Does Google have more power than the government?
News hit yesterday that Google plans on expanding its ad blocking powers to cover adverts for loans due within 60 days of the agreement, or charged at an interest rate of 36% and above.
This is the latest in a string of reports relating to online advertising, with concerns ranging from whether an advert is appropriate or not, to miss-sales and false claims, invasion of privacy and issues surrounding spam. But what’s interesting in this instance is that the decision stems from ethical questions raised by the payday loan industry, rather than legal problems.
Pressure has been mounting on the UK government to crack down on companies seen to target financially insecure households with offers of quick money at a high short term cost, by restricting their ability to advertise. As such, by jumping the gun, Google has managed to take a step that even Westminster seems incapable of for the time being.
So does this mean Google has more power than the UK government? If we look at the tax debacle, whereby Google has agreed to pay £130million in tax to HMRC, supposedly covering debts dating back to 2005, then the answer seems to be ‘yes’. The tech giant’s UK sales in 2013 alone are thought to be some £3.8billion, so you don’t have to be adept at maths to workout there’s a shortcoming somewhere.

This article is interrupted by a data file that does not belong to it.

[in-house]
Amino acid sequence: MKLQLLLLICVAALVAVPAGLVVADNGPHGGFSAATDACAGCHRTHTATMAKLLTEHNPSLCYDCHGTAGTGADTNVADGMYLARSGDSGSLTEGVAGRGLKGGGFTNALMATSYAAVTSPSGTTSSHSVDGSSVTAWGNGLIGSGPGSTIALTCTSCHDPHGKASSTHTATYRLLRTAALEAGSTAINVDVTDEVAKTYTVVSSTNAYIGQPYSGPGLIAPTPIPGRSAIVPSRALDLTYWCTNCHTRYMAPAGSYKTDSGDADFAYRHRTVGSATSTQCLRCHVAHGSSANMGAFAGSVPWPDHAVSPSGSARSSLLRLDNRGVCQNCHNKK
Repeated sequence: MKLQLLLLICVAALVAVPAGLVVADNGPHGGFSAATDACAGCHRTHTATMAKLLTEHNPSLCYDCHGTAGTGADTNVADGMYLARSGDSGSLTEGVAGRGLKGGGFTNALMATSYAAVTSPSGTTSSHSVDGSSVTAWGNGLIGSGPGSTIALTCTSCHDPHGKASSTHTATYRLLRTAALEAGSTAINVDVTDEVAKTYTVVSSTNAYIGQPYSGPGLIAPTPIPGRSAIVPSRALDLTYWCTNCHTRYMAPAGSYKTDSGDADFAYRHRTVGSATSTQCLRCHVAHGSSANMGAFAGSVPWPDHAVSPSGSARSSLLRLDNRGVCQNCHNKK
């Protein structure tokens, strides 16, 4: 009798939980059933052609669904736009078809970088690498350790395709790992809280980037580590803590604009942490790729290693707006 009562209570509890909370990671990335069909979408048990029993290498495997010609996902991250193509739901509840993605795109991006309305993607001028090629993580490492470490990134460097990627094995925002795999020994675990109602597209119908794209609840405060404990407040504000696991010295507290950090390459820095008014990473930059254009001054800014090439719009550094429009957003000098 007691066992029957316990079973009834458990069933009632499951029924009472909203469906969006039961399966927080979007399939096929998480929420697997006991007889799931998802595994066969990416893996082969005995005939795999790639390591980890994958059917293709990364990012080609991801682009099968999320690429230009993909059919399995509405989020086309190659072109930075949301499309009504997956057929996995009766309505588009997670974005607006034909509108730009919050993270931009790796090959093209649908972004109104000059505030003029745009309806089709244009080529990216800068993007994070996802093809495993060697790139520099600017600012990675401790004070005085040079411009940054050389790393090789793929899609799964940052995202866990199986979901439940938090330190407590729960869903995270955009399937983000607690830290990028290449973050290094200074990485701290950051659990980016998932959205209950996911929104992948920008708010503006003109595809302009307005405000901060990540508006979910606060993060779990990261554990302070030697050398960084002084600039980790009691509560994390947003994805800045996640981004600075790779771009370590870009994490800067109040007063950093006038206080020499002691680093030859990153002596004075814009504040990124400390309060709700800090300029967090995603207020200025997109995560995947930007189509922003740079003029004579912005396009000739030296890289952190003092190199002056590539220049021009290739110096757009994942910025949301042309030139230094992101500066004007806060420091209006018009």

There’s also a huge discussion surrounding the ‘right to block’ ads in the first place- other than those that infringe on ASA regulations. Should the world’s biggest internet gatekeeper really have the ability to censor what we are exposed to online. Technically speaking, the role of Google is signposting, or at least that’s its original core business, but you could argue in this case it’s also acting as moral police for the internet by deciding which signposts to put out.
If you tuned in to Radio 4’s You & Yours earlier this week then you may have caught the segment about holiday website Opodo, which ‘scrapes’ details of fares, routes and prices from airlines and then charges additional fees to customers whilst presenting itself as the airline (Ryanair specifically). The discussion touched upon the misleading position of Opodo in Google results- the site appears in sponsored links at the top.
The problem being, not everyone knows those top results are really just paid for adverts. And what has this got to do with blocking payday lenders? Well, not much, other than the way it further accentuates how much control Google has in terms of presenting, removing and promoting this piece of information rather than that. As ever, then, it pays to spend time properly researching, even if what’s placed on the plate already looks so deliciously easy to digest.
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